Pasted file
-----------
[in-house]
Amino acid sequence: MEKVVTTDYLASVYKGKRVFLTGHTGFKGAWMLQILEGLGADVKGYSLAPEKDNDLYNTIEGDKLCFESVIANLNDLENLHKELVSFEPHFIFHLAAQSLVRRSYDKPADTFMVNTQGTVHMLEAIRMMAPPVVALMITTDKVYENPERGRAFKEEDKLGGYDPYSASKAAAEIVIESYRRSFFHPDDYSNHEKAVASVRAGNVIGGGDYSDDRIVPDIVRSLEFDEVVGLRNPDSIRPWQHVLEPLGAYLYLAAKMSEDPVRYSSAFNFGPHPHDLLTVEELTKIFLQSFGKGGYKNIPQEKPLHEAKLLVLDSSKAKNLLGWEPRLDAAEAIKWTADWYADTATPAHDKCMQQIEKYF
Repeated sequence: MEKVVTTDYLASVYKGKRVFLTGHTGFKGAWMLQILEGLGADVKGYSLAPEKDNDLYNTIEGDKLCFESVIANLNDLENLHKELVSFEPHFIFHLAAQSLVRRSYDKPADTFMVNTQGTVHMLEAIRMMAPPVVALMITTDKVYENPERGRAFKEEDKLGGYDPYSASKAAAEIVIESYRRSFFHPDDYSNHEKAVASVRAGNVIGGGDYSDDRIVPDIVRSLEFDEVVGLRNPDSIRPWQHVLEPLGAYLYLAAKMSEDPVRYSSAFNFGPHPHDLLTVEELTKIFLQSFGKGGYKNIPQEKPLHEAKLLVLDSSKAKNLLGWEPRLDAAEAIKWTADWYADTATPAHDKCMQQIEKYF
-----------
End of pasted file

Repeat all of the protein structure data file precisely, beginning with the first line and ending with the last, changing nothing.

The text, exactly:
[in-house]
Amino acid sequence: MEKVVTTDYLASVYKGKRVFLTGHTGFKGAWMLQILEGLGADVKGYSLAPEKDNDLYNTIEGDKLCFESVIANLNDLENLHKELVSFEPHFIFHLAAQSLVRRSYDKPADTFMVNTQGTVHMLEAIRMMAPPVVALMITTDKVYENPERGRAFKEEDKLGGYDPYSASKAAAEIVIESYRRSFFHPDDYSNHEKAVASVRAGNVIGGGDYSDDRIVPDIVRSLEFDEVVGLRNPDSIRPWQHVLEPLGAYLYLAAKMSEDPVRYSSAFNFGPHPHDLLTVEELTKIFLQSFGKGGYKNIPQEKPLHEAKLLVLDSSKAKNLLGWEPRLDAAEAIKWTADWYADTATPAHDKCMQQIEKYF
Repeated sequence: MEKVVTTDYLASVYKGKRVFLTGHTGFKGAWMLQILEGLGADVKGYSLAPEKDNDLYNTIEGDKLCFESVIANLNDLENLHKELVSFEPHFIFHLAAQSLVRRSYDKPADTFMVNTQGTVHMLEAIRMMAPPVVALMITTDKVYENPERGRAFKEEDKLGGYDPYSASKAAAEIVIESYRRSFFHPDDYSNHEKAVASVRAGNVIGGGDYSDDRIVPDIVRSLEFDEVVGLRNPDSIRPWQHVLEPLGAYLYLAAKMSEDPVRYSSAFNFGPHPHDLLTVEELTKIFLQSFGKGGYKNIPQEKPLHEAKLLVLDSSKAKNLLGWEPRLDAAEAIKWTADWYADTATPAHDKCMQQIEKYF